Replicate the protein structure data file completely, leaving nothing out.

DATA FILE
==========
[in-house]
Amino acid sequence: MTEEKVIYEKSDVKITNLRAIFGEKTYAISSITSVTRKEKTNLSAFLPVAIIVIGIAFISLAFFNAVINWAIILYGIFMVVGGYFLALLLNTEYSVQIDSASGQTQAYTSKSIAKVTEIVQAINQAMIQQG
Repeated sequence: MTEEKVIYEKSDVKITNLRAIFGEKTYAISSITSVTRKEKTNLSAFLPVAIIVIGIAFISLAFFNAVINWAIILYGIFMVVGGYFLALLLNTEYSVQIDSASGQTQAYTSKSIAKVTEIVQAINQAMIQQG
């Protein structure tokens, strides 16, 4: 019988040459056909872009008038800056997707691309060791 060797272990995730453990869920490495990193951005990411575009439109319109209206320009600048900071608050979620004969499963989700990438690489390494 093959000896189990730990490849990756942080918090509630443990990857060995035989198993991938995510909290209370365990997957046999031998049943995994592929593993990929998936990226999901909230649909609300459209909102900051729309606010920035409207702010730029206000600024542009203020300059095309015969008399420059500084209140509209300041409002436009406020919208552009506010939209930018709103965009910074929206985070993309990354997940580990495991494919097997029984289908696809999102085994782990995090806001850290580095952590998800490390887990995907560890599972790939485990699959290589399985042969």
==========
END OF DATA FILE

[in-house]
Amino acid sequence: MTEEKVIYEKSDVKITNLRAIFGEKTYAISSITSVTRKEKTNLSAFLPVAIIVIGIAFISLAFFNAVINWAIILYGIFMVVGGYFLALLLNTEYSVQIDSASGQTQAYTSKSIAKVTEIVQAINQAMIQQG
Repeated sequence: MTEEKVIYEKSDVKITNLRAIFGEKTYAISSITSVTRKEKTNLSAFLPVAIIVIGIAFISLAFFNAVINWAIILYGIFMVVGGYFLALLLNTEYSVQIDSASGQTQAYTSKSIAKVTEIVQAINQAMIQQG
């Protein structure tokens, strides 16, 4: 019988040459056909872009008038800056997707691309060791 060797272990995730453990869920490495990193951005990411575009439109319109209206320009600048900071608050979620004969499963989700990438690489390494 093959000896189990730990490849990756942080918090509630443990990857060995035989198993991938995510909290209370365990997957046999031998049943995994592929593993990929998936990226999901909230649909609300459209909102900051729309606010920035409207702010730029206000600024542009203020300059095309015969008399420059500084209140509209300041409002436009406020919208552009506010939209930018709103965009910074929206985070993309990354997940580990495991494919097997029984289908696809999102085994782990995090806001850290580095952590998800490390887990995907560890599972790939485990699959290589399985042969």